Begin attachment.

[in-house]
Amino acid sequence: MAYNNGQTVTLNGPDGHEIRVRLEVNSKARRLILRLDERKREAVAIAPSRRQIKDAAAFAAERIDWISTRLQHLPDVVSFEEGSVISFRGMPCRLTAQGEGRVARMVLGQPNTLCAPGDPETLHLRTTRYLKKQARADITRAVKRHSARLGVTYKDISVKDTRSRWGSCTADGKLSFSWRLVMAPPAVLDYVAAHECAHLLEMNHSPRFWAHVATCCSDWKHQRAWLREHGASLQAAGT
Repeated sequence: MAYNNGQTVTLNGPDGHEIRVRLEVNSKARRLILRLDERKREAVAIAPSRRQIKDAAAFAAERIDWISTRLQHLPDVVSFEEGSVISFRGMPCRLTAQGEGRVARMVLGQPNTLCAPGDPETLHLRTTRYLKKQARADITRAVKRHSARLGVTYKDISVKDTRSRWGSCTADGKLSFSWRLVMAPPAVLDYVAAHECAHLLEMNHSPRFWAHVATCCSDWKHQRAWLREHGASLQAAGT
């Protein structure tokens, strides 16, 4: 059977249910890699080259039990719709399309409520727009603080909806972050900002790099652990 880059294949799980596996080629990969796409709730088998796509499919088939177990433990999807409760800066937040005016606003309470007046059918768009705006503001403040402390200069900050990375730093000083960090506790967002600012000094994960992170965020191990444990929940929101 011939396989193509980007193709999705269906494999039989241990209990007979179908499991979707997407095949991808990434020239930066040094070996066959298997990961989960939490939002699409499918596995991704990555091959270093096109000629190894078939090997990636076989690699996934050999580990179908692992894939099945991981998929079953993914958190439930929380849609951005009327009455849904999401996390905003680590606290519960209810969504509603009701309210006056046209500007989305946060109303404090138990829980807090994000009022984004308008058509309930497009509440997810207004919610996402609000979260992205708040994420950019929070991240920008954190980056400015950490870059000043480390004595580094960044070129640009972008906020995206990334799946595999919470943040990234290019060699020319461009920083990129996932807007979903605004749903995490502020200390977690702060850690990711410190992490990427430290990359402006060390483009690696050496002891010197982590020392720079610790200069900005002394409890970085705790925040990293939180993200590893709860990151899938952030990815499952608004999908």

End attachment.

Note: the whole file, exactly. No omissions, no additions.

[in-house]
Amino acid sequence: MAYNNGQTVTLNGPDGHEIRVRLEVNSKARRLILRLDERKREAVAIAPSRRQIKDAAAFAAERIDWISTRLQHLPDVVSFEEGSVISFRGMPCRLTAQGEGRVARMVLGQPNTLCAPGDPETLHLRTTRYLKKQARADITRAVKRHSARLGVTYKDISVKDTRSRWGSCTADGKLSFSWRLVMAPPAVLDYVAAHECAHLLEMNHSPRFWAHVATCCSDWKHQRAWLREHGASLQAAGT
Repeated sequence: MAYNNGQTVTLNGPDGHEIRVRLEVNSKARRLILRLDERKREAVAIAPSRRQIKDAAAFAAERIDWISTRLQHLPDVVSFEEGSVISFRGMPCRLTAQGEGRVARMVLGQPNTLCAPGDPETLHLRTTRYLKKQARADITRAVKRHSARLGVTYKDISVKDTRSRWGSCTADGKLSFSWRLVMAPPAVLDYVAAHECAHLLEMNHSPRFWAHVATCCSDWKHQRAWLREHGASLQAAGT
């Protein structure tokens, strides 16, 4: 059977249910890699080259039990719709399309409520727009603080909806972050900002790099652990 880059294949799980596996080629990969796409709730088998796509499919088939177990433990999807409760800066937040005016606003309470007046059918768009705006503001403040402390200069900050990375730093000083960090506790967002600012000094994960992170965020191990444990929940929101 011939396989193509980007193709999705269906494999039989241990209990007979179908499991979707997407095949991808990434020239930066040094070996066959298997990961989960939490939002699409499918596995991704990555091959270093096109000629190894078939090997990636076989690699996934050999580990179908692992894939099945991981998929079953993914958190439930929380849609951005009327009455849904999401996390905003680590606290519960209810969504509603009701309210006056046209500007989305946060109303404090138990829980807090994000009022984004308008058509309930497009509440997810207004919610996402609000979260992205708040994420950019929070991240920008954190980056400015950490870059000043480390004595580094960044070129640009972008906020995206990334799946595999919470943040990234290019060699020319461009920083990129996932807007979903605004749903995490502020200390977690702060850690990711410190992490990427430290990359402006060390483009690696050496002891010197982590020392720079610790200069900005002394409890970085705790925040990293939180993200590893709860990151899938952030990815499952608004999908």